Solo albums are funny old beasts. Usually created by band members seeking to ‘explore a different musical path’ or work with a different set of musicians, they can’t help but be compared to the output that the artist initially made their name with. No matter how good or distinct they are, it's impossible not to ponder whether these are songs that have been turned down by the main band, or contain elements that are unpalatable to the other members.
With Jimi Goodwin, it’s an interesting situation as Doves are still technically a going concern, the official word being that the band are in a state of indefinite hiatus following 2009’s Kingdom Of Rust. When the band announced the break they said they wanted to avoid recording studios and the touring treadmill, but Goodwin has decided to step back onto that particular path with Odludek, and will shortly be heading out on the road as the main support on Elbow’s forthcoming tour.
As Goodwin’s voice was central to the Doves sound, Odludek does sound immediately similar to his previous work, that plaintive croon front and centre. However, there is a subtle change in the backing that voice receives, the music here drawn from a wider palette than the anthemic template Doves relied upon. Sometimes the sheer weight of the backing that Goodwin straps to his songs here overcrowds them, but when it works there’s a freshness to these songs that makes them sound perfect for an early evening festival slot in the sunshine.
‘Live Like A River’ is a good example of when it works well, a propulsive electric riff giving way to a driving rhythm that weaves its way around Goodwin’s vocals, while opener ‘Terracotta Warrior’ starts with sharp blasts of atonal horns, almost teasing at a Doves-like crowd pleaser before veering off towards much more interesting territory. Lead-off single ‘Oh Whiskey’ is probably the most familiar territory here, a gentle acoustic lament with a rousing chorus that shifts focus after three minutes towards a beautiful, melancholic coda. It’s got echoes of the more downbeat shift Doves displayed on Kingdom Of Rust, but there’s also a pastoral vibe that’s all Goodwin’s own.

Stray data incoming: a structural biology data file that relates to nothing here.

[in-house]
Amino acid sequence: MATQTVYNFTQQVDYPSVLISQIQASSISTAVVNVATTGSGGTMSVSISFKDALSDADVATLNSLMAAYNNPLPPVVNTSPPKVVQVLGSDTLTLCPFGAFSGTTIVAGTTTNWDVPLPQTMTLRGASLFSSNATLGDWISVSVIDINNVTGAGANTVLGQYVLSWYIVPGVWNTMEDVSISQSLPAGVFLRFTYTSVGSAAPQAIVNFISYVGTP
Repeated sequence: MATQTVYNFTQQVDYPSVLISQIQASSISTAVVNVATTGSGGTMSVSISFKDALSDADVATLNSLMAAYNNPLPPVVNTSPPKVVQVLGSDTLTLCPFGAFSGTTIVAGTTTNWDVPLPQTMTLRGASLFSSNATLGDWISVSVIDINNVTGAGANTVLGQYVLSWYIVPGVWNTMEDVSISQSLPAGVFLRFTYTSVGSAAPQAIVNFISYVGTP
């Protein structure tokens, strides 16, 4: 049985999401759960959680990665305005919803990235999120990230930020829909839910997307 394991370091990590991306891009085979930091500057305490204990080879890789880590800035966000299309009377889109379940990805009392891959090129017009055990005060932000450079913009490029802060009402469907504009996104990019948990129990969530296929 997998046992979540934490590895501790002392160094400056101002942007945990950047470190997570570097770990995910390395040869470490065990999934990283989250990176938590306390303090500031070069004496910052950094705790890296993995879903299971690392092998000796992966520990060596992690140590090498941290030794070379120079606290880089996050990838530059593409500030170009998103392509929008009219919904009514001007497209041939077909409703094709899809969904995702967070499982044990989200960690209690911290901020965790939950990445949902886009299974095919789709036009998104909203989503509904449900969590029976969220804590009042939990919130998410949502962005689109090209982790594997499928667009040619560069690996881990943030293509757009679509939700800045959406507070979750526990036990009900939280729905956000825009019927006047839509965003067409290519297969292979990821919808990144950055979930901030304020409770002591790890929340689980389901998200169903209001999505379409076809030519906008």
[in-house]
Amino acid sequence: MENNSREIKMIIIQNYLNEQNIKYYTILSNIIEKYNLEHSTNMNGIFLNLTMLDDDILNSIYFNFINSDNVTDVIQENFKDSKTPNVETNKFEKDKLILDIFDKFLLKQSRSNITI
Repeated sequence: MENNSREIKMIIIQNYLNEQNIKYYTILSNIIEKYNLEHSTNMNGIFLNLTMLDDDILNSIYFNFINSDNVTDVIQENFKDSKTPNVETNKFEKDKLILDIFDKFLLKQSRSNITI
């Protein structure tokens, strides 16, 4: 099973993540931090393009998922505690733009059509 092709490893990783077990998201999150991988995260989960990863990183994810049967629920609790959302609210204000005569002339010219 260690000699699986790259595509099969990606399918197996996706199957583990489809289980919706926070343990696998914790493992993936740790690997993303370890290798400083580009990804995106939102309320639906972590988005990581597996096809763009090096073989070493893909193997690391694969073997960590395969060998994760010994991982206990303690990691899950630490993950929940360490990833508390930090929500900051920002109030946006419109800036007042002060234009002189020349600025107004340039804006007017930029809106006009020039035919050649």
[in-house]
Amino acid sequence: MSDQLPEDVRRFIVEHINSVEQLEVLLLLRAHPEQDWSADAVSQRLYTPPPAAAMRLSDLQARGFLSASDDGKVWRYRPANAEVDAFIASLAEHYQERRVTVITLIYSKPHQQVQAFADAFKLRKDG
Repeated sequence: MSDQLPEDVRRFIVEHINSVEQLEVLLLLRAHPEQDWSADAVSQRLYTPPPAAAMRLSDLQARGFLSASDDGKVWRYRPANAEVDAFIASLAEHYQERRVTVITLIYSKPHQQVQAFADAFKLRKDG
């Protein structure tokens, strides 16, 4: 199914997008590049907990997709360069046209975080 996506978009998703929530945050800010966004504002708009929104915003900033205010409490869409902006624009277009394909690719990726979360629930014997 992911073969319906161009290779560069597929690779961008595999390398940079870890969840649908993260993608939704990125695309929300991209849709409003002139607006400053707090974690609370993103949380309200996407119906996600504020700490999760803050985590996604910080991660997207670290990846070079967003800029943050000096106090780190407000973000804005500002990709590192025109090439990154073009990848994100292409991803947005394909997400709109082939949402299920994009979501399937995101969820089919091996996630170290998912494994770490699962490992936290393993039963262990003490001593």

Elsewhere though, that urge to throw in a few different ingredients can overpower things – ‘Man Vs Dingo’s swinging rhythm and nagging horns clash with Goodwin’s frantic vocals, while closer ‘Panic Tree’ starts wonderfully as a folksy, handspun acoustic number, but is then interrupted by a jaunty piano that seems a little out of place.
They’re only minor moments of distraction on what is a pretty assured album though. Fans of Doves will find plenty that’s familiar – the blissful vibes that ‘Ghost Of The Empties’ builds from, Goodwin’s natural, soft-edged voice – but there’s also moves into more unexpected areas. You get the impression that this is a solo album that’s not the result of any inter-band animosity, simply the creative urges of one member encouraging him back into a studio with a host of interesting ideas. Though occasionally he could have done with his band mates to act as a quality control barometer, overall Odludek shows that Goodwin made the right choice to step back onto the treadmill.
6Aaron Lavery's Score